Balkan politicians wage Facebook wars

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A series of controversies regarding the involvement of politicians from the Balkan countries in the social networking website Facebook is taking its toll.

In Croatia, Prime Minister Ivo Sanader recently sparked a furore by ordering an inquiry into a young man’s decision to set up a Facebook group called ‘I bet I can find 5,000 people who dislike Sanader’. 

The young man, reportedly close to the Social Democrat opposition, was questioned by the police in a style reminiscent of the Communist rule. 

In a similar case, the initiator of another Facebook initiative was arrested for “disturbing the peace” under an old law from 1990 from the then Yugoslavia. This time, the young Croatian started a Facebook group calling for an anti-government rally in several cities, including the capital Zagreb. The group now counts more than 80,000 members. 

These incidents hardly serve to convince Brussels that Croatia, which is widely seen as the next 28th EU member, can convince Brussels that it has reformed its justice system. 

Facing mounting criticism, Sanader asked the Interior Ministry to investigate possible abuse by the law-enforcement authorities. 

But the war continued, as Facebook groups close to Sanader also proved active in the social network, and were no less inventive. 

Sanader fans attacked the leader of the Social Democrats (SDP) Zoran Milanovic by setting up Facebook groups called ‘Milanovic is a really annoying guy’, ‘Zoran Milanovic is a coward’ and ‘I bet I can find 15 999 people who dislike Milanovic’.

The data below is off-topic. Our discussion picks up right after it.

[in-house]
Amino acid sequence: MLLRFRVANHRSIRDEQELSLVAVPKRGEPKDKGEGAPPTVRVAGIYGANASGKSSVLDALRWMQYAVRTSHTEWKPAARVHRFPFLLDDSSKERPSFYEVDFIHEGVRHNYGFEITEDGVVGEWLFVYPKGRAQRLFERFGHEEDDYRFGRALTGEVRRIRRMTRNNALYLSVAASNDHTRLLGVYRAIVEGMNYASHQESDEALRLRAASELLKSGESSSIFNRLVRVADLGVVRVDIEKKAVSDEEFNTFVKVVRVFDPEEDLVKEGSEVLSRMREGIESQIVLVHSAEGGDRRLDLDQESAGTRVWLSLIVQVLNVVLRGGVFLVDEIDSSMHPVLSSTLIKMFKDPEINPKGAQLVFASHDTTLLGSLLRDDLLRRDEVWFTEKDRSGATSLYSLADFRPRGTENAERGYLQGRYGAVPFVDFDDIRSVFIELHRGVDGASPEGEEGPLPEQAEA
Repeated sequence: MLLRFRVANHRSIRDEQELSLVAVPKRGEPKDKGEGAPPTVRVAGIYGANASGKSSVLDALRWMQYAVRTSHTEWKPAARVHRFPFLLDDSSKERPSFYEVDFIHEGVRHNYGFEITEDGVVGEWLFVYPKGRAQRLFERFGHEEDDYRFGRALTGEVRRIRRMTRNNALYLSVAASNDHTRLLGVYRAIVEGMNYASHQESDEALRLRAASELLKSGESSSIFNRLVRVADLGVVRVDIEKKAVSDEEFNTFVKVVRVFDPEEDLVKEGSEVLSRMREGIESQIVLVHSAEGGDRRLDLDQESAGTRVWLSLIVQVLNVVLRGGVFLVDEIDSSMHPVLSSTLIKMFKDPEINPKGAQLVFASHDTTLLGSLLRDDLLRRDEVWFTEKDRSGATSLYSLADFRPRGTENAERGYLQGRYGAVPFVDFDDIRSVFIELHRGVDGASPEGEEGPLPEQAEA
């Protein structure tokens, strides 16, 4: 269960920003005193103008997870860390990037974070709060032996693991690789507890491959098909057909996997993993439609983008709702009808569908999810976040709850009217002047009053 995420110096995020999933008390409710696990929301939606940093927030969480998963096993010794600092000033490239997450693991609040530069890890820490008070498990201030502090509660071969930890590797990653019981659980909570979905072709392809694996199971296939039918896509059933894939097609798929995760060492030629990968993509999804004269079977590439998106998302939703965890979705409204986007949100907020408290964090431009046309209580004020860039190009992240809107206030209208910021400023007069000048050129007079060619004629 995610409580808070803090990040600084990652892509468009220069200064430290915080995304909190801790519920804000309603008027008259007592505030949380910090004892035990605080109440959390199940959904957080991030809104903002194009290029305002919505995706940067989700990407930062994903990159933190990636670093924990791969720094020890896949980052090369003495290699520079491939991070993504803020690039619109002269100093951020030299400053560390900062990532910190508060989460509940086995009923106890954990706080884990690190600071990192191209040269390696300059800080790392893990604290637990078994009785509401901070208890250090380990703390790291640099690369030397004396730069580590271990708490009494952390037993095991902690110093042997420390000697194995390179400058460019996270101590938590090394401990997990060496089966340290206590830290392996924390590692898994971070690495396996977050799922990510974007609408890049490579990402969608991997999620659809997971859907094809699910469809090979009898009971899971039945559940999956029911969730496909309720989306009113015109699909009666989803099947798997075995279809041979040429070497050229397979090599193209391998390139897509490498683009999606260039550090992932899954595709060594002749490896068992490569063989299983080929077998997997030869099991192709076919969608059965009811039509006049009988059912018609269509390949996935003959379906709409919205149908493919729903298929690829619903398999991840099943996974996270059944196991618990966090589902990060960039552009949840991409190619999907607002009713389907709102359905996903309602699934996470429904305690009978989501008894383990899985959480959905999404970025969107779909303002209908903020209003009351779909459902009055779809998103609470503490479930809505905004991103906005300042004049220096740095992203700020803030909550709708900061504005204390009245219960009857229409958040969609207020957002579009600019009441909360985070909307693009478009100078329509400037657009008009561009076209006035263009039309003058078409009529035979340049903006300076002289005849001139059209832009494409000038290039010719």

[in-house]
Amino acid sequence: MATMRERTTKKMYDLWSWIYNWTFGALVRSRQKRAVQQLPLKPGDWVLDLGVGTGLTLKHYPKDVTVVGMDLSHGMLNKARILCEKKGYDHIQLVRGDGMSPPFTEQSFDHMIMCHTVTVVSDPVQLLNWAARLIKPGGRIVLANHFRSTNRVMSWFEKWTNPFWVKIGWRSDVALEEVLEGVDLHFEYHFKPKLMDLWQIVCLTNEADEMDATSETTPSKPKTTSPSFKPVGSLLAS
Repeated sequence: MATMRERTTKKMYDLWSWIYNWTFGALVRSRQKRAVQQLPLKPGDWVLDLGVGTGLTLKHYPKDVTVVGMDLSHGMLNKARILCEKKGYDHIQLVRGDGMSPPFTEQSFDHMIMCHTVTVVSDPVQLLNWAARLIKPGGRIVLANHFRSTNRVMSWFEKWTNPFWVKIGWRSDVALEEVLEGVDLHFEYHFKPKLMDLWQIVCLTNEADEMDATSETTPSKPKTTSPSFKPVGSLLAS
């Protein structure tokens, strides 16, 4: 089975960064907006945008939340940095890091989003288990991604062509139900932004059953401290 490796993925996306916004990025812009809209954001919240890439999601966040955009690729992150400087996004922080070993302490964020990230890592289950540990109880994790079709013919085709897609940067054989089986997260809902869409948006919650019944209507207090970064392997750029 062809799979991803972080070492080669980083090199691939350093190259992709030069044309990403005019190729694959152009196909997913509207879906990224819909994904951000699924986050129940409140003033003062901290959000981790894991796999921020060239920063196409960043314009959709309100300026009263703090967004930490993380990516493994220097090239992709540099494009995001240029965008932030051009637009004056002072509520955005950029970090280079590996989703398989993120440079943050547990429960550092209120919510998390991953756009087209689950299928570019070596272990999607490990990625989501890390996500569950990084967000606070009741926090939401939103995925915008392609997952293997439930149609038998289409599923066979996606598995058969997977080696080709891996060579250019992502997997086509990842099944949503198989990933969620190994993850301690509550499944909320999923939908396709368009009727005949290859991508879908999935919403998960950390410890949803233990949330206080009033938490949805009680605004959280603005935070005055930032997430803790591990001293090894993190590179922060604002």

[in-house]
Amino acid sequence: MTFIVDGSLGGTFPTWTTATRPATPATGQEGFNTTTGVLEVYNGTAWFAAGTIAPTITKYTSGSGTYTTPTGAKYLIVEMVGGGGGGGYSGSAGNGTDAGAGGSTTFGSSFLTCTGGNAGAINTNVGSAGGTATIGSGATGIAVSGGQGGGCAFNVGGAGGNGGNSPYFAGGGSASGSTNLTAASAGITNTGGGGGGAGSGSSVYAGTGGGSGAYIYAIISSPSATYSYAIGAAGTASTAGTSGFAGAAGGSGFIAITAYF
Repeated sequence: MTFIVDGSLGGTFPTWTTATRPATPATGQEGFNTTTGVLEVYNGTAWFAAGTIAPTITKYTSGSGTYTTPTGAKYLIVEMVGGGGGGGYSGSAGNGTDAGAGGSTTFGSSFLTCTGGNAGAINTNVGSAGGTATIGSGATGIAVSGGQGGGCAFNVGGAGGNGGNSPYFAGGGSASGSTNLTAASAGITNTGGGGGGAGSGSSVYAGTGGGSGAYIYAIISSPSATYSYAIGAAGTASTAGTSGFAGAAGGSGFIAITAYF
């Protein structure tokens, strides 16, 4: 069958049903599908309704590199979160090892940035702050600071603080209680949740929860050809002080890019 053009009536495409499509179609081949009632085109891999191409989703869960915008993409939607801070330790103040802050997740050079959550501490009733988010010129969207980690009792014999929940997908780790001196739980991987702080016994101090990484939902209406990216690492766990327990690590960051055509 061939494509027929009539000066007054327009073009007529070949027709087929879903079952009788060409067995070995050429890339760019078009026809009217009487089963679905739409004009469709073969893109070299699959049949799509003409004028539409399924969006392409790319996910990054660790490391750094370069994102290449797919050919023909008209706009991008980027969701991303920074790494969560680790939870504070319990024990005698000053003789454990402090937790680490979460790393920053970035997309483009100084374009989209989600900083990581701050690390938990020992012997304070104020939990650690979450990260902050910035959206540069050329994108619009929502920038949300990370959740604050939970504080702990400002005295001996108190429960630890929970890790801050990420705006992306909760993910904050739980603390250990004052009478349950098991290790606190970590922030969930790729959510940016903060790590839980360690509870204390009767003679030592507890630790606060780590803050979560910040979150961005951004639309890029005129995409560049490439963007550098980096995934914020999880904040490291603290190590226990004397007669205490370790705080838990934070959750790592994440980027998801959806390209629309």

In one such group, Milanovic is shown as a paedophile through a montage in which he admires a naked girl on an adult website, with a dialogue box reading: “A bit too young, but good.” 

In neighbouring Slovenia, an EU member, some 7,000 people have so far joined Facebook groups calling for the retirement of a leading politician. 

Dimitrij Rupel, who was the Slovenian foreign minister during his country’s EU Presidency in the first half of 2008, is under fire for having changed his party affiliation in 2004, moving from the left-wing Liberal Democracy of Slovenia (LDS) party to since-ousted former Prime Minister Janez Janša’s Slovenian Democratic Party (SDS). 

After the LDS returned to power last September, the new Prime Minister Borut Pahor nominated Rupel as Slovenia’s new ambassador to Austria, but President Danilo Turk overturned this decision. 

Then, much to the dismay of the Slovenian public, Pahor decided to appoint Rupel as one of his foreign policy advisors, which sparked the protests. 

Now Facebook activists want a referendum to be held to pass a law for Rupel’s political retirement. 

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